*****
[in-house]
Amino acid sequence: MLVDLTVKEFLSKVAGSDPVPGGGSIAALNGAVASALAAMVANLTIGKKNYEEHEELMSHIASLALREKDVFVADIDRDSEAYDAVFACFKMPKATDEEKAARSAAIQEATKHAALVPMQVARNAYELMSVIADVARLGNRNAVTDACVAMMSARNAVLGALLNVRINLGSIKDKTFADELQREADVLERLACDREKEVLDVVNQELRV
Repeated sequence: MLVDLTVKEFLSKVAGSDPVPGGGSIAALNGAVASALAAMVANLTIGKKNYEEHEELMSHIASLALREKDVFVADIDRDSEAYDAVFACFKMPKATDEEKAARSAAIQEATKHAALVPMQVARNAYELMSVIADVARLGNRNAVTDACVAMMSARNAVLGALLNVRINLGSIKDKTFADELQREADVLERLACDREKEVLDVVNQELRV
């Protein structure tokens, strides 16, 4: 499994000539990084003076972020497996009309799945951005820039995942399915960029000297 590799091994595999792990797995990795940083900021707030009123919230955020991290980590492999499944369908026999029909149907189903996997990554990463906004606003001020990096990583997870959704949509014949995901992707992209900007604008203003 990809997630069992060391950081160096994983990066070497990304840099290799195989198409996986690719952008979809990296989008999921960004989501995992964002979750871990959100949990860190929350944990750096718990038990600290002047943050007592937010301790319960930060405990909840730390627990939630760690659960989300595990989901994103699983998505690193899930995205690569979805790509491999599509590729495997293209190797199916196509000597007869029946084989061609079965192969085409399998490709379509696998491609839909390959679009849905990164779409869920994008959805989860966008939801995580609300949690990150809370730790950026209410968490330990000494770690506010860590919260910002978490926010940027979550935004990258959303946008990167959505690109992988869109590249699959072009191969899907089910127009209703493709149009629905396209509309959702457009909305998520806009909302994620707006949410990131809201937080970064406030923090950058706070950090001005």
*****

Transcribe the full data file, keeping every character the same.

[in-house]
Amino acid sequence: MLVDLTVKEFLSKVAGSDPVPGGGSIAALNGAVASALAAMVANLTIGKKNYEEHEELMSHIASLALREKDVFVADIDRDSEAYDAVFACFKMPKATDEEKAARSAAIQEATKHAALVPMQVARNAYELMSVIADVARLGNRNAVTDACVAMMSARNAVLGALLNVRINLGSIKDKTFADELQREADVLERLACDREKEVLDVVNQELRV
Repeated sequence: MLVDLTVKEFLSKVAGSDPVPGGGSIAALNGAVASALAAMVANLTIGKKNYEEHEELMSHIASLALREKDVFVADIDRDSEAYDAVFACFKMPKATDEEKAARSAAIQEATKHAALVPMQVARNAYELMSVIADVARLGNRNAVTDACVAMMSARNAVLGALLNVRINLGSIKDKTFADELQREADVLERLACDREKEVLDVVNQELRV
């Protein structure tokens, strides 16, 4: 499994000539990084003076972020497996009309799945951005820039995942399915960029000297 590799091994595999792990797995990795940083900021707030009123919230955020991290980590492999499944369908026999029909149907189903996997990554990463906004606003001020990096990583997870959704949509014949995901992707992209900007604008203003 990809997630069992060391950081160096994983990066070497990304840099290799195989198409996986690719952008979809990296989008999921960004989501995992964002979750871990959100949990860190929350944990750096718990038990600290002047943050007592937010301790319960930060405990909840730390627990939630760690659960989300595990989901994103699983998505690193899930995205690569979805790509491999599509590729495997293209190797199916196509000597007869029946084989061609079965192969085409399998490709379509696998491609839909390959679009849905990164779409869920994008959805989860966008939801995580609300949690990150809370730790950026209410968490330990000494770690506010860590919260910002978490926010940027979550935004990258959303946008990167959505690109992988869109590249699959072009191969899907089910127009209703493709149009629905396209509309959702457009909305998520806009909302994620707006949410990131809201937080970064406030923090950058706070950090001005």